β-lactamases hydrolyze penicillin, cephalosporin, and carbapenemβ-lactam antibiotics. The class D β-lactamase OXA-1 has a catalytic serine (position 67) thought to be deprotonated and thereby activated by an unusual Nζ-carboxylated lysine (position 70). We have made several mutations of OXA-1 at both K70 and S67 to help elucidate the role of these two critical residues in the catalytic mechanism. We have used the fluorescent substrate BOCILLIN FL to demonstrate that the K70 mutants can acylate but are severely impaired for deacylation of various substrates. Interestingly, deacylation rates vary depending on the identity of the substituting residue, from t1/2 = 40 min for K70A to undetectable deacylation for K70D. We have used tryptophan fluorescence spectroscopy to confirm that these results are applicable to natural (i.e. non-fluorescent) substrates.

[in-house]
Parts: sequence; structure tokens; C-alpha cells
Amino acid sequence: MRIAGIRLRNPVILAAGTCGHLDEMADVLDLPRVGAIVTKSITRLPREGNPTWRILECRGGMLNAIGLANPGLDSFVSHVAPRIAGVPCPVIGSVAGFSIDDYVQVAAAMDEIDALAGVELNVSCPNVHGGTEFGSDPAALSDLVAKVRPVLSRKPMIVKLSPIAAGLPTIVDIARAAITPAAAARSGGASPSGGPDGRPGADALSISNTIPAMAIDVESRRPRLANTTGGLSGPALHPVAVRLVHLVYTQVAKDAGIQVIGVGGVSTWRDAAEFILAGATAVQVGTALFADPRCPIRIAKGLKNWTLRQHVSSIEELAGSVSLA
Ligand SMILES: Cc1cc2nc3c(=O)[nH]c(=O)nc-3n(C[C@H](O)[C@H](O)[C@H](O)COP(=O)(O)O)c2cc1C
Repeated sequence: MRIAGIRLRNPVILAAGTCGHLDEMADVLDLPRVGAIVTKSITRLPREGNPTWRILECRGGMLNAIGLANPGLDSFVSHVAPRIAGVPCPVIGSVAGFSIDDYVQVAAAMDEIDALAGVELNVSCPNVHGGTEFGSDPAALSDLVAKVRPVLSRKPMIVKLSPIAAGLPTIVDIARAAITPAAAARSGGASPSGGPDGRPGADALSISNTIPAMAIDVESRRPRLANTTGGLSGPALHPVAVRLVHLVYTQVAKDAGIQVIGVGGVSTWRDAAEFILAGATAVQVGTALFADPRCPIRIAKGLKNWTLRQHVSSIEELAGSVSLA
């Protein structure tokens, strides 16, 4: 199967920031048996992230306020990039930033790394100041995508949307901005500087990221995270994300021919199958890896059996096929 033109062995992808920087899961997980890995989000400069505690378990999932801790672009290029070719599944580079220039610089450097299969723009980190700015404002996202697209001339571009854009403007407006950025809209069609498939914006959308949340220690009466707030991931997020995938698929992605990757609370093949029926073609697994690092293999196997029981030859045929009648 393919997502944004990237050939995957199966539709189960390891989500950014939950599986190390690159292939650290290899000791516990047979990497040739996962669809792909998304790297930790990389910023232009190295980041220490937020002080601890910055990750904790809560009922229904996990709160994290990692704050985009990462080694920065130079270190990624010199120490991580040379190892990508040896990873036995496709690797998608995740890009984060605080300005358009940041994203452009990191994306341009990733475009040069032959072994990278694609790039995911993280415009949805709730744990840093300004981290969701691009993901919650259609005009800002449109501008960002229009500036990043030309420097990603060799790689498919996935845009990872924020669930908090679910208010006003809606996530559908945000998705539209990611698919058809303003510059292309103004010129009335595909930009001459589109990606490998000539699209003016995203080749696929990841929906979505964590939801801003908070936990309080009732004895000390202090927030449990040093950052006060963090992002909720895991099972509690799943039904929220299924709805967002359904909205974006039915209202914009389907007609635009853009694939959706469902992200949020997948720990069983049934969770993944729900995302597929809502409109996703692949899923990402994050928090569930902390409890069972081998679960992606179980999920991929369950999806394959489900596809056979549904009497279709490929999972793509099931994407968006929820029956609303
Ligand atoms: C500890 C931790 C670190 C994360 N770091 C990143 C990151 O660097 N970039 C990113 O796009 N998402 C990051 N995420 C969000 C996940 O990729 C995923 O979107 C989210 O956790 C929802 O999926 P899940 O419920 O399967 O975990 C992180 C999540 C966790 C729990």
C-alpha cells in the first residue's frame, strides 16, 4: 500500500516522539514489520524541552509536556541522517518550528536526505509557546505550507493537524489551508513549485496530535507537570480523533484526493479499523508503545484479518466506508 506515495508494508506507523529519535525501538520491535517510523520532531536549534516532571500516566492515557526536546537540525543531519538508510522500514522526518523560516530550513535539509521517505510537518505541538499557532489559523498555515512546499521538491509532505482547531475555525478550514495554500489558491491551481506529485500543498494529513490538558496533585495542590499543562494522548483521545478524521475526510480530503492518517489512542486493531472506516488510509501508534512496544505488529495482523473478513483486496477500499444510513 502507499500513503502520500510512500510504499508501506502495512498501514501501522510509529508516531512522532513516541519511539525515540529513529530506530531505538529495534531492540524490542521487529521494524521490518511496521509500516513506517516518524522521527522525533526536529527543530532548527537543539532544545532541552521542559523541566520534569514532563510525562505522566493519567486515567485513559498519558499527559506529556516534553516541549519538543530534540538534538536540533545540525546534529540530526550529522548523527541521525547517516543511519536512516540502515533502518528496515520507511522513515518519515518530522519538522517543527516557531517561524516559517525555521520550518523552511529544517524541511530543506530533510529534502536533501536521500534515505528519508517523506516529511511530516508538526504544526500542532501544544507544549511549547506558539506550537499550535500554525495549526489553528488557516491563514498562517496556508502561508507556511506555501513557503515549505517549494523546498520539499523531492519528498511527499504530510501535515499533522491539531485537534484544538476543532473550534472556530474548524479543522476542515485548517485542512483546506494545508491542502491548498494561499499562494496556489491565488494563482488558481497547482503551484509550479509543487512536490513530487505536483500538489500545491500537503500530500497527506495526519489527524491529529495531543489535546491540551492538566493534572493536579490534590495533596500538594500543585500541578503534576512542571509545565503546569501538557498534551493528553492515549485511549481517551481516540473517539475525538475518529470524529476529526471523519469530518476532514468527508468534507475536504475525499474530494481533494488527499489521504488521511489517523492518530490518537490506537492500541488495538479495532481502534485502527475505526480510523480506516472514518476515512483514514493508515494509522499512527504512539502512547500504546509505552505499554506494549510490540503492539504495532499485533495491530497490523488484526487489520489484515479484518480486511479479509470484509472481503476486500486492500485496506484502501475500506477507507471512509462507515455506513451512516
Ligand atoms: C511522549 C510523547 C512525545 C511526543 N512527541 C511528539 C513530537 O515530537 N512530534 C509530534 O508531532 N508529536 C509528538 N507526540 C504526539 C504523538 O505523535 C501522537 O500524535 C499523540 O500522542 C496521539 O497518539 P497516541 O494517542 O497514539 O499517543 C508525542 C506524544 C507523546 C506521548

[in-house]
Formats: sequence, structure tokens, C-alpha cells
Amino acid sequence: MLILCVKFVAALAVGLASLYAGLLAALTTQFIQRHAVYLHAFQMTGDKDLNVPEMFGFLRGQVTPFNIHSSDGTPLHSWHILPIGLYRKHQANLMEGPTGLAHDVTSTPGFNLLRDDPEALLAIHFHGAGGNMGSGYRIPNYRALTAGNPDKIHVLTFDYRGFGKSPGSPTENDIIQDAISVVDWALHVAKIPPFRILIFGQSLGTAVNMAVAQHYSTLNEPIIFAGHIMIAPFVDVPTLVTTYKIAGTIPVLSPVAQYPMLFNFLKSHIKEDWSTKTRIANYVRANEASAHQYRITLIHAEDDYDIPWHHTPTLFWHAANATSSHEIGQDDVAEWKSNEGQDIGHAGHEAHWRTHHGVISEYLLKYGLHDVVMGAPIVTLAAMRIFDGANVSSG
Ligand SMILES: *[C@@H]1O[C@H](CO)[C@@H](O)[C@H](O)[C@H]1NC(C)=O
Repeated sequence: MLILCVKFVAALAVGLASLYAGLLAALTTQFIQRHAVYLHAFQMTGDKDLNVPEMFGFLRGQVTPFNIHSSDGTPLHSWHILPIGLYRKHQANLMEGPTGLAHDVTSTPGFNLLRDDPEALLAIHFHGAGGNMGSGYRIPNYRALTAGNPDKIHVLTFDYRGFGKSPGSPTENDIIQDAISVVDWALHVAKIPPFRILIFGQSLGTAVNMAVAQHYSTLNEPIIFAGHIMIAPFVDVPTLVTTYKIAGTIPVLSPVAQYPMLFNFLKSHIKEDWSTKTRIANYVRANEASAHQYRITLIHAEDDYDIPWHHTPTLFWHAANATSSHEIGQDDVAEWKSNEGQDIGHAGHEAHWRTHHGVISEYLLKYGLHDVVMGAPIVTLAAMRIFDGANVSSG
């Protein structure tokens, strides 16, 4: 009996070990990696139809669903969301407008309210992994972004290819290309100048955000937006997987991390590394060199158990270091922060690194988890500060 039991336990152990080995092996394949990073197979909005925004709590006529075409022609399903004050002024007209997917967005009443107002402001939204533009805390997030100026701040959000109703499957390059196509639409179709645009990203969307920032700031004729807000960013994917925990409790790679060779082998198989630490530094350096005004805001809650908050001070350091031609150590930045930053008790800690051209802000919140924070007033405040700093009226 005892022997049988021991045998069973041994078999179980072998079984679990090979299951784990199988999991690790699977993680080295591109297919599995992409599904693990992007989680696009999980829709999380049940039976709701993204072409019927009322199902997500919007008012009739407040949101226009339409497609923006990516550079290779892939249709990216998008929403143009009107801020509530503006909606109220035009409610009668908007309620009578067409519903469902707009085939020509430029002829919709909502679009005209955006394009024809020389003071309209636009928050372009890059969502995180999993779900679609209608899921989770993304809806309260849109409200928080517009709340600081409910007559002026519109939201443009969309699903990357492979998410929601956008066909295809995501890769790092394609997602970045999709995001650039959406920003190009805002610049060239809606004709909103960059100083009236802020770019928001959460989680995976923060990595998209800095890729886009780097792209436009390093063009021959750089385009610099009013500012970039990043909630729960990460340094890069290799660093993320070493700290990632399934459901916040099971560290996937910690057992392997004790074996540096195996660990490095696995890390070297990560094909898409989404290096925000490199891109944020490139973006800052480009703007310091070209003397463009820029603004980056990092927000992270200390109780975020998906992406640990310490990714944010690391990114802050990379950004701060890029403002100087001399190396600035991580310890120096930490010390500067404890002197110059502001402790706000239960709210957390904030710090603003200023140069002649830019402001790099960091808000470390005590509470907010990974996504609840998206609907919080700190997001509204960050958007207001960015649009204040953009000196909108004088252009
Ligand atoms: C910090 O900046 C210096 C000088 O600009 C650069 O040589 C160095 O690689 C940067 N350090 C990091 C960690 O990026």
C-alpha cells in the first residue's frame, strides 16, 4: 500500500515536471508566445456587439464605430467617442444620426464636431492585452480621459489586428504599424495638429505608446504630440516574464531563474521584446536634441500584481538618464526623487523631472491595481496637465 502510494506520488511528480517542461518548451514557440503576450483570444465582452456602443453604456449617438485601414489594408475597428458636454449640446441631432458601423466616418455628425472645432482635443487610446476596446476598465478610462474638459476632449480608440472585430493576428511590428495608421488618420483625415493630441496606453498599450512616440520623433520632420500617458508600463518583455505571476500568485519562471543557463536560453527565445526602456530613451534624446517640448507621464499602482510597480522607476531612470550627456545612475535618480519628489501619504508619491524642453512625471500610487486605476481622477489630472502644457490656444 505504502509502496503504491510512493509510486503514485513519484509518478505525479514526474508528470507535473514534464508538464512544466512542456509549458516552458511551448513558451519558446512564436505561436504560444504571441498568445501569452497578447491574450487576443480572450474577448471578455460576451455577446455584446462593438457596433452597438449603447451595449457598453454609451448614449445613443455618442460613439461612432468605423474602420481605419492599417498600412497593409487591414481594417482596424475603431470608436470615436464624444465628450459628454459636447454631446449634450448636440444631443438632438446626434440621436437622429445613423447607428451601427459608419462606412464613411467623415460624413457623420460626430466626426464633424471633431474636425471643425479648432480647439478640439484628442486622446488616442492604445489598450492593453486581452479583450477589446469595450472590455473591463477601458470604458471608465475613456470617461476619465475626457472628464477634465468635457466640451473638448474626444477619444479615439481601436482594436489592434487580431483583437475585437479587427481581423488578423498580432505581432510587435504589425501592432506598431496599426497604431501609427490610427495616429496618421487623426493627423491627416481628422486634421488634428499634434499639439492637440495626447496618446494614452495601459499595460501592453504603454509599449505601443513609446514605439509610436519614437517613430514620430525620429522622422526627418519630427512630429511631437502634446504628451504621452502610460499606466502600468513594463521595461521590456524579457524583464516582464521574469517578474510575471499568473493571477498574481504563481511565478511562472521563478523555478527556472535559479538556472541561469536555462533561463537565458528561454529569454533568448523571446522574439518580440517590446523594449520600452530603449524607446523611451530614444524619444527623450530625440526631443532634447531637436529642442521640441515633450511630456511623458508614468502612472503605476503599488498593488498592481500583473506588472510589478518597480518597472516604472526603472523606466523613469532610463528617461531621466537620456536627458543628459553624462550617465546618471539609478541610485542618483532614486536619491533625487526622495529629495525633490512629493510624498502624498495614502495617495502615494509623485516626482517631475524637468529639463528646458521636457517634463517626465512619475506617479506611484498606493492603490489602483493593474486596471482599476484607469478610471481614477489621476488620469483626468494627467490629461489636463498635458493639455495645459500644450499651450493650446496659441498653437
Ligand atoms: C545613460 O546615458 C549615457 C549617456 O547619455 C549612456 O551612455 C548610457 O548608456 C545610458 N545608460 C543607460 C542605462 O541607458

carboxylated lysine, general base, deacylation rate, β-lactamase, OXA-1
Schneider, Kyle D. and Leonard, David A., "Mutation of the Nζ-Carboxylated Lysine of OXA-1 β-Lactamase Results in Deacylation Impaired Enzyme and Build-Up of Acyl-Intermediate" (2008). Student Summer Scholars. Paper 3.